"That's how we were taught to feel about it and I felt like that for many, many years. I started in the national team when I was 13 and I was living my dream -- I always dreamt of being in the national team.
"So I wasn't going to complain because I thought I was going to be treated like a professional soccer player. I was being treated like a princess that wanted to play soccer, that it wasn't my sport. But I wasn't gonna complain because in my mind, I was fulfilling a dream."
'They didn't allow us on the grass'
The culture of neglect is an experience shared by girls across the country. Maria Jose Rojas -- Chile's star forward and current player for Champions League side Slavia Prague -- says she wasn't even permitted to set foot on grass to train.
"There were many barriers and not many opportunities," Rojas recalls of her days training as a 13-year-old. "You know, I was very lucky to have a woman coach and that helped me a lot, she encouraged me to always fight.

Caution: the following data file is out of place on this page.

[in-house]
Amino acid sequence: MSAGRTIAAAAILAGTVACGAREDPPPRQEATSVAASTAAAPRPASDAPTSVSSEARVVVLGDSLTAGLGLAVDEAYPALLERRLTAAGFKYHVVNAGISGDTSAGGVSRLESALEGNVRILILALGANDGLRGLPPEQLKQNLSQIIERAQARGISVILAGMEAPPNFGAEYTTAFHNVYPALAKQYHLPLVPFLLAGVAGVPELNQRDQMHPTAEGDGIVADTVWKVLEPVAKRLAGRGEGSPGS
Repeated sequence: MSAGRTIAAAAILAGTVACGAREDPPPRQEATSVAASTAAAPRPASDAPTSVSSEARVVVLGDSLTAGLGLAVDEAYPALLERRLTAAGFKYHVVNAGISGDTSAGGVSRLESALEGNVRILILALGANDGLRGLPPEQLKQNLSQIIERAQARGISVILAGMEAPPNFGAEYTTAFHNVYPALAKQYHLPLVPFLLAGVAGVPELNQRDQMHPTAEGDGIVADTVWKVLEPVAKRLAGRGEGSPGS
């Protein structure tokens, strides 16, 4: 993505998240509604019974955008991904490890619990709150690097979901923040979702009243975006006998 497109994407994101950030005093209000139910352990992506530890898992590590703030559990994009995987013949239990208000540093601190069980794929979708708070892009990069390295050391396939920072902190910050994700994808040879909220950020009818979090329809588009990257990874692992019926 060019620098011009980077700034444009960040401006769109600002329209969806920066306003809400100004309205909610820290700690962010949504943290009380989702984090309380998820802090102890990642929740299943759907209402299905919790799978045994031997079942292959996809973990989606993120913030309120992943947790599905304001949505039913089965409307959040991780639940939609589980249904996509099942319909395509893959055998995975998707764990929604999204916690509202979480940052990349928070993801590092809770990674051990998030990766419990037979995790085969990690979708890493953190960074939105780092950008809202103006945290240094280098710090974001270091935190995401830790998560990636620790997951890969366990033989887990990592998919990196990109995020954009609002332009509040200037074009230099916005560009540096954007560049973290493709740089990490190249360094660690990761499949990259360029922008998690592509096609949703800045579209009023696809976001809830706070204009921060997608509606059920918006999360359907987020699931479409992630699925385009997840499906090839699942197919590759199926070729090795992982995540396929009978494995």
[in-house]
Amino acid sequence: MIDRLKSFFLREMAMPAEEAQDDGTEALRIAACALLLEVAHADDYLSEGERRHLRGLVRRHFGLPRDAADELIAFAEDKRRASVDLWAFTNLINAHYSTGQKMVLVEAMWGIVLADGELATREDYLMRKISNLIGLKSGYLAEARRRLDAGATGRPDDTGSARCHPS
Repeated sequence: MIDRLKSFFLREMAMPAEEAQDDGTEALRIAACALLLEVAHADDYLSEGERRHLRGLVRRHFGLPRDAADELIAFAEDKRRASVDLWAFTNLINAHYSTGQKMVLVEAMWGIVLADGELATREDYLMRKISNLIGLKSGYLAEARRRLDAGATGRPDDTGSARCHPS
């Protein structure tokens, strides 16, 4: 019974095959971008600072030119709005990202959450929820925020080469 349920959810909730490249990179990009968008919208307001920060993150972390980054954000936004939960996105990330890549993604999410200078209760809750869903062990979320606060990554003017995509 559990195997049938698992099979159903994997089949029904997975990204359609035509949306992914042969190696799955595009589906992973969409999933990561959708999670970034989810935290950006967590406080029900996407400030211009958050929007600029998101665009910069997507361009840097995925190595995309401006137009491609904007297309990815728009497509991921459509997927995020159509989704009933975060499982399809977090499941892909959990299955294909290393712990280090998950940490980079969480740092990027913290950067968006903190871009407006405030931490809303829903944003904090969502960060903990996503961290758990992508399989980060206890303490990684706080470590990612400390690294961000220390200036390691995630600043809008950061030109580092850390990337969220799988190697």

"But it was very difficult because I didn't get paid in Chile for playing, not even for public transportation. I was doing it for the love, for the passion.
"Many times at my club, it was a big club in Chile, we were training in the parking lot because they didn't allow us to step on the grass. Where the cars were parked we used to put on the lights. The start you never forget. We never complained, we were young, we didn't know about anything else."
To pursue a career as a professional footballer, Rojas left Chile at the age of 20 after being scouted and offered a US scholarship, going on to play for teams in the States, Germany, Lithuania and Japan.
Now 31, it's been a journey that Rojas says she could never have imagined as that girl kicking a ball around on the cracked, uneven tarmac of a parking lot.
Her parents could barely afford to buy her football boots, with one pair having to last her three years. Now, she says almost incredulously, she owns five pairs.